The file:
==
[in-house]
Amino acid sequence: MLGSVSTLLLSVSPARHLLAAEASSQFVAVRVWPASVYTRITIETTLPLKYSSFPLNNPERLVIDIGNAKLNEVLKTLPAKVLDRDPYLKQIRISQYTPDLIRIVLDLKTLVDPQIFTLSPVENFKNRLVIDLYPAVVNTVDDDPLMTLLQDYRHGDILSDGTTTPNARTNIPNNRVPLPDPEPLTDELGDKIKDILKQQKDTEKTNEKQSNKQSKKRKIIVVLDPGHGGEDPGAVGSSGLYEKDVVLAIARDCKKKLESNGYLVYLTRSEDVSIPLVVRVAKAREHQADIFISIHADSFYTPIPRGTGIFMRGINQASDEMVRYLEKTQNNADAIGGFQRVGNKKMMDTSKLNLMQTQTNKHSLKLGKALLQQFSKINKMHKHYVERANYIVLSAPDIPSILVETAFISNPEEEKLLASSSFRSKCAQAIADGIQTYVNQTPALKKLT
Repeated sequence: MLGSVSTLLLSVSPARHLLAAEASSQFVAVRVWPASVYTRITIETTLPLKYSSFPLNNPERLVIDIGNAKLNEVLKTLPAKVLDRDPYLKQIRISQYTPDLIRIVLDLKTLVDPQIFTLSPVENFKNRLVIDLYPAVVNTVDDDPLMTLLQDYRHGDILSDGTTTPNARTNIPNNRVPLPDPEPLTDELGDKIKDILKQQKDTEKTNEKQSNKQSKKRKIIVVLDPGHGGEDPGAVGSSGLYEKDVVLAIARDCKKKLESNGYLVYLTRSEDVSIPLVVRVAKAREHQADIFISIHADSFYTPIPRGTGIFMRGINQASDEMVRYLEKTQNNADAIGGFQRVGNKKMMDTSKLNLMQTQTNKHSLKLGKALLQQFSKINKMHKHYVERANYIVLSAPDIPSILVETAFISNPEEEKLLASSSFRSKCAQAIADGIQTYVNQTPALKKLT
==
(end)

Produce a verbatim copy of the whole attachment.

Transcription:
[in-house]
Amino acid sequence: MLGSVSTLLLSVSPARHLLAAEASSQFVAVRVWPASVYTRITIETTLPLKYSSFPLNNPERLVIDIGNAKLNEVLKTLPAKVLDRDPYLKQIRISQYTPDLIRIVLDLKTLVDPQIFTLSPVENFKNRLVIDLYPAVVNTVDDDPLMTLLQDYRHGDILSDGTTTPNARTNIPNNRVPLPDPEPLTDELGDKIKDILKQQKDTEKTNEKQSNKQSKKRKIIVVLDPGHGGEDPGAVGSSGLYEKDVVLAIARDCKKKLESNGYLVYLTRSEDVSIPLVVRVAKAREHQADIFISIHADSFYTPIPRGTGIFMRGINQASDEMVRYLEKTQNNADAIGGFQRVGNKKMMDTSKLNLMQTQTNKHSLKLGKALLQQFSKINKMHKHYVERANYIVLSAPDIPSILVETAFISNPEEEKLLASSSFRSKCAQAIADGIQTYVNQTPALKKLT
Repeated sequence: MLGSVSTLLLSVSPARHLLAAEASSQFVAVRVWPASVYTRITIETTLPLKYSSFPLNNPERLVIDIGNAKLNEVLKTLPAKVLDRDPYLKQIRISQYTPDLIRIVLDLKTLVDPQIFTLSPVENFKNRLVIDLYPAVVNTVDDDPLMTLLQDYRHGDILSDGTTTPNARTNIPNNRVPLPDPEPLTDELGDKIKDILKQQKDTEKTNEKQSNKQSKKRKIIVVLDPGHGGEDPGAVGSSGLYEKDVVLAIARDCKKKLESNGYLVYLTRSEDVSIPLVVRVAKAREHQADIFISIHADSFYTPIPRGTGIFMRGINQASDEMVRYLEKTQNNADAIGGFQRVGNKKMMDTSKLNLMQTQTNKHSLKLGKALLQQFSKINKMHKHYVERANYIVLSAPDIPSILVETAFISNPEEEKLLASSSFRSKCAQAIADGIQTYVNQTPALKKLT